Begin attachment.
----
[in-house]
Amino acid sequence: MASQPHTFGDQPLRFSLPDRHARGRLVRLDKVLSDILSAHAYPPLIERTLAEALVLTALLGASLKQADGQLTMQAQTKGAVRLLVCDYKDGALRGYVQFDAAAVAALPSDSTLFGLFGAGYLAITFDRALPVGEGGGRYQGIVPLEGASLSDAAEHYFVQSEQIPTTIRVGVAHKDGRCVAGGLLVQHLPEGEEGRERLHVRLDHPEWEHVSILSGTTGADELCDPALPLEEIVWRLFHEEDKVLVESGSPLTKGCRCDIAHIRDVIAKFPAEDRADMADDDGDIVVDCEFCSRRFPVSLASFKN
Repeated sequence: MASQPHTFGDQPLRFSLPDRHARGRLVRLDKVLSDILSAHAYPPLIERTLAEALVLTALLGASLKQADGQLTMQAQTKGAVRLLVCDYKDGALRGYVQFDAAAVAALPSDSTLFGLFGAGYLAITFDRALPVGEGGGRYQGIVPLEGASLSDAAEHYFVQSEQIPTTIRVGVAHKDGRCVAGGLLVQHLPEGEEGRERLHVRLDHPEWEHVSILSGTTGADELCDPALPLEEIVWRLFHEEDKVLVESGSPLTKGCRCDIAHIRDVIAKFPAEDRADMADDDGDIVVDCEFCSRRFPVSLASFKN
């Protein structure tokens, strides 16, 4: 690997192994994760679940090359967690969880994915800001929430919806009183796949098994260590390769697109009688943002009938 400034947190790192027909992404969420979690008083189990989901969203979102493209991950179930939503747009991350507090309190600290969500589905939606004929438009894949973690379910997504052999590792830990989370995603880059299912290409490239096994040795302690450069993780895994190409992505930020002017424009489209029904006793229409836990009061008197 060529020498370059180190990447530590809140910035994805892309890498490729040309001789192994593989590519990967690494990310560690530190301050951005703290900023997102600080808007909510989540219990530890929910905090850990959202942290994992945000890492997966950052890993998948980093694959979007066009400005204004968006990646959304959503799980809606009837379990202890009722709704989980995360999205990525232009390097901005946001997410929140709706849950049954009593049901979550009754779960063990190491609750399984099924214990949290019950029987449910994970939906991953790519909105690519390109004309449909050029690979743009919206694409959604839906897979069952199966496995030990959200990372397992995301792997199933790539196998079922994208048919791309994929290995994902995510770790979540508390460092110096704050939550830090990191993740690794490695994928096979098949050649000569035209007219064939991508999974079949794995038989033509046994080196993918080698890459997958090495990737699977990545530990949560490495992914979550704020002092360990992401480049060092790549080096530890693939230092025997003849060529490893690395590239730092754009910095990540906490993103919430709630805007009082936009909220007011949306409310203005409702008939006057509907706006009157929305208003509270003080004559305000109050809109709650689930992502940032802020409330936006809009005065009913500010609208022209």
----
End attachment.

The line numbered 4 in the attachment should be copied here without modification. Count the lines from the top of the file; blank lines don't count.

């Protein structure tokens, strides 16, 4: 690997192994994760679940090359967690969880994915800001929430919806009183796949098994260590390769697109009688943002009938 400034947190790192027909992404969420979690008083189990989901969203979102493209991950179930939503747009991350507090309190600290969500589905939606004929438009894949973690379910997504052999590792830990989370995603880059299912290409490239096994040795302690450069993780895994190409992505930020002017424009489209029904006793229409836990009061008197 060529020498370059180190990447530590809140910035994805892309890498490729040309001789192994593989590519990967690494990310560690530190301050951005703290900023997102600080808007909510989540219990530890929910905090850990959202942290994992945000890492997966950052890993998948980093694959979007066009400005204004968006990646959304959503799980809606009837379990202890009722709704989980995360999205990525232009390097901005946001997410929140709706849950049954009593049901979550009754779960063990190491609750399984099924214990949290019950029987449910994970939906991953790519909105690519390109004309449909050029690979743009919206694409959604839906897979069952199966496995030990959200990372397992995301792997199933790539196998079922994208048919791309994929290995994902995510770790979540508390460092110096704050939550830090990191993740690794490695994928096979098949050649000569035209007219064939991508999974079949794995038989033509046994080196993918080698890459997958090495990737699977990545530990949560490495992914979550704020002092360990992401480049060092790549080096530890693939230092025997003849060529490893690395590239730092754009910095990540906490993103919430709630805007009082936009909220007011949306409310203005409702008939006057509907706006009157929305208003509270003080004559305000109050809109709650689930992502940032802020409330936006809009005065009913500010609208022209």